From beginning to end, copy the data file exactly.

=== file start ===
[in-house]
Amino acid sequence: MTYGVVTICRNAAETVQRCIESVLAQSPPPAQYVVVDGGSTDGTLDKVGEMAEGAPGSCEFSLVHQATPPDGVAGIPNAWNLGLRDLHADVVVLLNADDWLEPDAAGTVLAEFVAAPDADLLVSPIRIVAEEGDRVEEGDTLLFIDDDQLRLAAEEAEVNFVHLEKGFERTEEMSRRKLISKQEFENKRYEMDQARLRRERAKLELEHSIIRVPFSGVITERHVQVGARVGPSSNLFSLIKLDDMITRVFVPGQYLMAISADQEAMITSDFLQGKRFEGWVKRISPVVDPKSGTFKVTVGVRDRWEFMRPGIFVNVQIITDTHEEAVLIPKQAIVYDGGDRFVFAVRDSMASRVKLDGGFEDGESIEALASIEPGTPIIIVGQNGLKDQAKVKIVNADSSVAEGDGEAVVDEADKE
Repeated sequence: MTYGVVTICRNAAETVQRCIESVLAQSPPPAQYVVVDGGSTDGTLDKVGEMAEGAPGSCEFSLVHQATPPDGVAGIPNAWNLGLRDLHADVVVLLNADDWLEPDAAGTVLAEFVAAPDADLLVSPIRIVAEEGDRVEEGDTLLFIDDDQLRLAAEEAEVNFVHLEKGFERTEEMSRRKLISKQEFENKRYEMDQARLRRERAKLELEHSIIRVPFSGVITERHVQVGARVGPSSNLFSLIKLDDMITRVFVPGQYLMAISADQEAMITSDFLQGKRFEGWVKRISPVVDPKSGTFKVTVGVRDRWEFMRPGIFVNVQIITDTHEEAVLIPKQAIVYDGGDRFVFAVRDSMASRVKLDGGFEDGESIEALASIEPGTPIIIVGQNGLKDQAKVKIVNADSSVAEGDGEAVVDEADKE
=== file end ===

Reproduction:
[in-house]
Amino acid sequence: MTYGVVTICRNAAETVQRCIESVLAQSPPPAQYVVVDGGSTDGTLDKVGEMAEGAPGSCEFSLVHQATPPDGVAGIPNAWNLGLRDLHADVVVLLNADDWLEPDAAGTVLAEFVAAPDADLLVSPIRIVAEEGDRVEEGDTLLFIDDDQLRLAAEEAEVNFVHLEKGFERTEEMSRRKLISKQEFENKRYEMDQARLRRERAKLELEHSIIRVPFSGVITERHVQVGARVGPSSNLFSLIKLDDMITRVFVPGQYLMAISADQEAMITSDFLQGKRFEGWVKRISPVVDPKSGTFKVTVGVRDRWEFMRPGIFVNVQIITDTHEEAVLIPKQAIVYDGGDRFVFAVRDSMASRVKLDGGFEDGESIEALASIEPGTPIIIVGQNGLKDQAKVKIVNADSSVAEGDGEAVVDEADKE
Repeated sequence: MTYGVVTICRNAAETVQRCIESVLAQSPPPAQYVVVDGGSTDGTLDKVGEMAEGAPGSCEFSLVHQATPPDGVAGIPNAWNLGLRDLHADVVVLLNADDWLEPDAAGTVLAEFVAAPDADLLVSPIRIVAEEGDRVEEGDTLLFIDDDQLRLAAEEAEVNFVHLEKGFERTEEMSRRKLISKQEFENKRYEMDQARLRRERAKLELEHSIIRVPFSGVITERHVQVGARVGPSSNLFSLIKLDDMITRVFVPGQYLMAISADQEAMITSDFLQGKRFEGWVKRISPVVDPKSGTFKVTVGVRDRWEFMRPGIFVNVQIITDTHEEAVLIPKQAIVYDGGDRFVFAVRDSMASRVKLDGGFEDGESIEALASIEPGTPIIIVGQNGLKDQAKVKIVNADSSVAEGDGEAVVDEADKE